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What The Media Tell Americans About Free Enterprise

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February 1997


Issue Review: Food Lion vs. Prime Time Live
Muckraking -- or Muckfaking?

A North Carolina jury set off a media firestorm last month when it fined ABC News $5.5 million in punitive damages for its news gathering techniques in a 1992 under- cover Prime Time Live story about Food Lion. The case brought out into the open a long-simmering debate about the propriety of using hidden cameras and deception to get stories.

But this was only one aspect of the Food Lion/ABC News case. There were also serious questions about whether or not ABC News producers, working undercover at Food Lion grocery stores, had misused hidden cameras to create a sensational story rather than simply reporting the facts. In their frenzy to defend the use of hidden cameras, reporters didn't seem to care about these alleged inaccuracies. Reporters simply ignored them.

After the jury verdict, most in the media were quick to defend ABC. But they only wanted to talk about the issue of hidden cameras, not the accuracy of the report. CBS's Dan Rather said it was "important to note that the truth of the report was never at issue in the lawsuit, not even challenged, only the journalistic techniques." Newsweek's Jonathan Alter insisted that "this is an alarming case because what it suggests is that you can do a report that is substantially accurate and still be penalized for it." The lesson NBC Nightly News Anchor Tom Brokaw drew from the whole affair was that reporters "have to work a little harder at getting the public to understand just what we do and why we do it."

Alter's Newsweek colleague, Evan Thomas, asserted: "It was pretty scary for the press because the story was basically right." National Public Radio's Nina Totenberg said hidden cameras were "a time-honored way of getting a story you can't get otherwise." And Time Managing Editor Walter Isaacson claimed that it was "a very valuable, important story that ABC did and the truth of the story was never contended in court."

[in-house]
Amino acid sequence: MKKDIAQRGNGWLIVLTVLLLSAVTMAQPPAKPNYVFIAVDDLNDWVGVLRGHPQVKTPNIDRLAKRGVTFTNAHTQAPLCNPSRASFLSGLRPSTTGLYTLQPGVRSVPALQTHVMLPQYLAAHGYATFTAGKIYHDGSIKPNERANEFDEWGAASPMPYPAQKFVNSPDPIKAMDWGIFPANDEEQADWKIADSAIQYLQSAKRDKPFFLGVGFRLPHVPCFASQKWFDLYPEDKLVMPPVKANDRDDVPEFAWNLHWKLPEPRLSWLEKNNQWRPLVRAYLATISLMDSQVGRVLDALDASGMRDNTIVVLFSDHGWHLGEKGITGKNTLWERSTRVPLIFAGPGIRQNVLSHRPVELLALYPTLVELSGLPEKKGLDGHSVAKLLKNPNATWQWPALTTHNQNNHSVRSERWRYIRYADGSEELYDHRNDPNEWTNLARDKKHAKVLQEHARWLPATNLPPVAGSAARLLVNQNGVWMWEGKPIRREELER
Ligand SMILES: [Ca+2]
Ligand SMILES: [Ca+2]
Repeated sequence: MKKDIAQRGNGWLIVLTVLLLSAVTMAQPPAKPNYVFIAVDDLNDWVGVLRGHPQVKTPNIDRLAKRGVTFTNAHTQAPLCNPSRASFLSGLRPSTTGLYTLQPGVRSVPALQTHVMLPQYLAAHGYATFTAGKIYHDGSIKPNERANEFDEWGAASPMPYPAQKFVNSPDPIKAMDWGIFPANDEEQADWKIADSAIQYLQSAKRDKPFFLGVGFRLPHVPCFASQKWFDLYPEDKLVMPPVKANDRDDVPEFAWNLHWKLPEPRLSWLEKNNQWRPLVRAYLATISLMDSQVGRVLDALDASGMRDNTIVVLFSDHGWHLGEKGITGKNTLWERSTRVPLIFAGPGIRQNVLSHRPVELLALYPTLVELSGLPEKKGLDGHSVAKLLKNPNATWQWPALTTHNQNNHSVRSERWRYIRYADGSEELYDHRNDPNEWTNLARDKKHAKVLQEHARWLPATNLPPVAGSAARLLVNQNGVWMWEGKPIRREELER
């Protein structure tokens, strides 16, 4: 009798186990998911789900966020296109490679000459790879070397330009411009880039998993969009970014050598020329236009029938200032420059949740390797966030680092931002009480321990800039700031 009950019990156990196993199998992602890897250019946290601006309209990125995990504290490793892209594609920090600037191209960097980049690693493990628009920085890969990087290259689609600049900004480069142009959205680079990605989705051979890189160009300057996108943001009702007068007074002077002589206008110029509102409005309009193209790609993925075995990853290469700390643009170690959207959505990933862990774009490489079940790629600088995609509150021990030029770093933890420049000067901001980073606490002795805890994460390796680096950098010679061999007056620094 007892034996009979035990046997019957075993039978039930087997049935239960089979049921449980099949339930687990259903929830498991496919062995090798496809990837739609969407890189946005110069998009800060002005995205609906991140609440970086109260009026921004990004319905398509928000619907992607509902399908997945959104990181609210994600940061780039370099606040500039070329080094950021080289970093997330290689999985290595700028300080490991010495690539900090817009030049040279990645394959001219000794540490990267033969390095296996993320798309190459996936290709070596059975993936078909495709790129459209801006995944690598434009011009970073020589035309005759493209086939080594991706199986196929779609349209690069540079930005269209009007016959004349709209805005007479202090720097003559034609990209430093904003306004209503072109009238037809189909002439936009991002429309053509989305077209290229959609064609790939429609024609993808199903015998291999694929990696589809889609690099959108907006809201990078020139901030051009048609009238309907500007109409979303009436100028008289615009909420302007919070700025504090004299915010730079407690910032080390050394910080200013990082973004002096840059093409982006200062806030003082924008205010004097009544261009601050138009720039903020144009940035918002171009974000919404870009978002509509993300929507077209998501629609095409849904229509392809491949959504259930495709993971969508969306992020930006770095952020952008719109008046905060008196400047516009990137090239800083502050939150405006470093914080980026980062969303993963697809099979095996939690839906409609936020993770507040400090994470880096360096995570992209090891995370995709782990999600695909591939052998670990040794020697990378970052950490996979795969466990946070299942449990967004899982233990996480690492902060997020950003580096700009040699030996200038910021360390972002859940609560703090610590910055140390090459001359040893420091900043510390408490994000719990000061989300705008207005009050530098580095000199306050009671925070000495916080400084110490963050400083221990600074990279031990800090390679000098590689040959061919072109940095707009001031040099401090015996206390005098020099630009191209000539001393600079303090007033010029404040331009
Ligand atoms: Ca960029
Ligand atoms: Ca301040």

These reporters were merely repeating what ABC News President Roone Arledge had established as the journalistic party line: "From the beginning, Food Lion has never been able to attack the story itself. They have gone about attacking us because of the way we gathered it."

But was the story really entirely accurate? Despite the claims of the press, Food Lion did -- vehemently -- challenge the accuracy of the story, just not in court because, they said, proving libel is almost impossible. After viewing ABC's 45 hours of outtakes for the story, the grocery chain put together a video which showed some practices they don't teach in journalism school. It shows an ABC producer working in the meat department and speculating that the "sell-by" date on some chicken had expired, then putting the chicken on sale anyway and telling a cameraman to film it. The outtakes also showed a producer, after filming a dirty meat slicer, muttering obscenities when a Food Lion employee cleaned up the slicer.